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    Not if you're just extracting into the same directory as the zipfile
    – Dan Gayle
    Dec 4 '13 at 20:01
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    @DanGayle this appears to be extracting the zip file into the current working directory, NOT the location of the zip file Jun 9 '17 at 14:41
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    for me, ZipFile() didn't work but zipfile.ZipFile() did - after import zipfile
    – Agile Bean
    Sep 29 '18 at 7:34
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    You need to zip.close() at the end if you don't use a with statement like the other answers suggest.
    – Boris
    Jun 22 '20 at 17:52
19

You can also import only ZipFile:

from zipfile import ZipFile
zf = ZipFile('path_to_file/file.zip', 'r')
zf.extractall('path_to_extract_folder')
zf.close()

Works in Python 2 and Python 3.

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  • 1
    Thank you for your attention @MylesHollowed However, this is not a copy from the accepted answer. I agree that they are similar to each other, but they are different. This is also indicated by your comment, because the accepted one is definitely better for you than mine. If it was a copy, it would be the same... For someone my answer may be valuable because it is perhaps more readable and as you noticed import less code... It is because of these differences that I decided to put my answer to give an alternative. Is not that why we can put other answers after accepting one? All the best Oct 30 '18 at 8:22
  • What's wrong with this answer? Why did someone give her a negative point? After all, it is the answer to the question and is distinguished by its simplicity compared to other answers, which may be important for some people who are looking for an answer. Isn't it? Jan 28 '20 at 14:09
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    @MylesHollowed import zipfile.ZipFile generates ModuleNotFoundError: No module named 'zipfile.ZipFile'; 'zipfile' is not a package in 3.6.5. I am open to it being operator error on my part, but I don't know what it is.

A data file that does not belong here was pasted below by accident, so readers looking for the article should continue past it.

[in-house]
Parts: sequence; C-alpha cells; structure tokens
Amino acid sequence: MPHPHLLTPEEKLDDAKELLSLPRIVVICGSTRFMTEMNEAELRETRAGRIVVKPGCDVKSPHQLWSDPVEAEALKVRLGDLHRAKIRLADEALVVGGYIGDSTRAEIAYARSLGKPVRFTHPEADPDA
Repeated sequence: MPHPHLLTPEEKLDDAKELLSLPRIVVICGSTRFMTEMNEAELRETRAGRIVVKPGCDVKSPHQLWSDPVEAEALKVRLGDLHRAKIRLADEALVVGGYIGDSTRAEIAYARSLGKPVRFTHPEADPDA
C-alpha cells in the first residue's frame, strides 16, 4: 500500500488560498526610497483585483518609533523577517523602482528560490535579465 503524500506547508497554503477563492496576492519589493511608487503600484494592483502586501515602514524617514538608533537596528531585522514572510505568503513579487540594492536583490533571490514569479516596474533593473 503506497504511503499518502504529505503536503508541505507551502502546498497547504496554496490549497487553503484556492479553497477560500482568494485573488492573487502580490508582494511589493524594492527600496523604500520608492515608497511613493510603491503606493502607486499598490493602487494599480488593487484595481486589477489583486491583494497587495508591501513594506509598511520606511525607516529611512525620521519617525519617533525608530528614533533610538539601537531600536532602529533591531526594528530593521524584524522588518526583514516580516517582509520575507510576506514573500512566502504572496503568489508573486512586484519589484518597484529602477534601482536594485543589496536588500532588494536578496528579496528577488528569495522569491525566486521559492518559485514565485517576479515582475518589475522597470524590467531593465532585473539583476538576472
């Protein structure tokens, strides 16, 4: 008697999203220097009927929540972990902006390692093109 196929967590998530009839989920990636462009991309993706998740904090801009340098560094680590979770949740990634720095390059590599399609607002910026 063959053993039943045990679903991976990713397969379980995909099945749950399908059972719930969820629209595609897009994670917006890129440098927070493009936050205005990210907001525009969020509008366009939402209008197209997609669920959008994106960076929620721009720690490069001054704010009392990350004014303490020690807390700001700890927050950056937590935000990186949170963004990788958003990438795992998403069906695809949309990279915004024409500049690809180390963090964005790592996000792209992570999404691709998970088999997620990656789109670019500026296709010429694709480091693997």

– MikeF
    Feb 26 '20 at 16:38
  • @MikeF I had the same problem with Python 3.8.5 but the workaround was to use from zipfile import ZipFile. Hope this helps. Oct 15 '20 at 9:53
12

try this :


import zipfile
def un_zipFiles(path):
    files=os.listdir(path)
    for file in files:
        if file.endswith('.zip'):
            filePath=path+'/'+file
            zip_file = zipfile.ZipFile(filePath)
            for names in zip_file.namelist():
                zip_file.extract(names,path)
            zip_file.close() 

path : unzip file's path

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5

If you want to do it in shell, instead of writing code.

 python3 -m zipfile -e myfiles.zip myfiles/

myfiles.zip is the zip archive and myfiles is the path to extract the files.

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  • 2
    why not just do tar -xvzf path_file in your case? Jan 21 at 19:39
  • 1
    ZIP files are not tar files. Unless you have a special version of tar which handles ZIP archives, your command wont work at all. tar with the -z option processes gzipped tar archives (generally files with extensions .tgz or .tar.gz)
    – Perry
    Jan 22 at 19:00
4
from zipfile import ZipFile
ZipFile("YOURZIP.zip").extractall("YOUR_DESTINATION_DIRECTORY")

The directory where you will extract your files doesn't need to exist before, you name it at this moment

YOURZIP.zip is the name of the zip if your project is in the same directory. If not, use the PATH i.e : C://....//YOURZIP.zip

Think to escape the / by an other / in the PATH If you have a permission denied try to launch your ide (i.e: Anaconda) as administrator

YOUR_DESTINATION_DIRECTORY will be created in the same directory than your project

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  • to me it's strictly similar Jan 25 at 12:00
2
import os 
zip_file_path = "C:\AA\BB"
file_list = os.listdir(path)
abs_path = []
for a in file_list:
    x = zip_file_path+'\\'+a
    print x
    abs_path.append(x)
for f in abs_path:
    zip=zipfile.ZipFile(f)
    zip.extractall(zip_file_path)

This does not contain validation for the file if its not zip. If the folder contains non .zip file it will fail.